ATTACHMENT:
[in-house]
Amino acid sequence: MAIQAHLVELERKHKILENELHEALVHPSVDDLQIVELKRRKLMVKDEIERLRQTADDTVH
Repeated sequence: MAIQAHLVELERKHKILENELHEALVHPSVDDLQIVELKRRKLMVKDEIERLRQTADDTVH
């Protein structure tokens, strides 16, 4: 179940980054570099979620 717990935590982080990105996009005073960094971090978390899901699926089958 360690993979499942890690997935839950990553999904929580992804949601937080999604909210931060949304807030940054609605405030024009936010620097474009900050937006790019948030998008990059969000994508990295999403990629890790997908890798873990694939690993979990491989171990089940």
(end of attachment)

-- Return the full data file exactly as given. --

[in-house]
Amino acid sequence: MAIQAHLVELERKHKILENELHEALVHPSVDDLQIVELKRRKLMVKDEIERLRQTADDTVH
Repeated sequence: MAIQAHLVELERKHKILENELHEALVHPSVDDLQIVELKRRKLMVKDEIERLRQTADDTVH
């Protein structure tokens, strides 16, 4: 179940980054570099979620 717990935590982080990105996009005073960094971090978390899901699926089958 360690993979499942890690997935839950990553999904929580992804949601937080999604909210931060949304807030940054609605405030024009936010620097474009900050937006790019948030998008990059969000994508990295999403990629890790997908890798873990694939690993979990491989171990089940």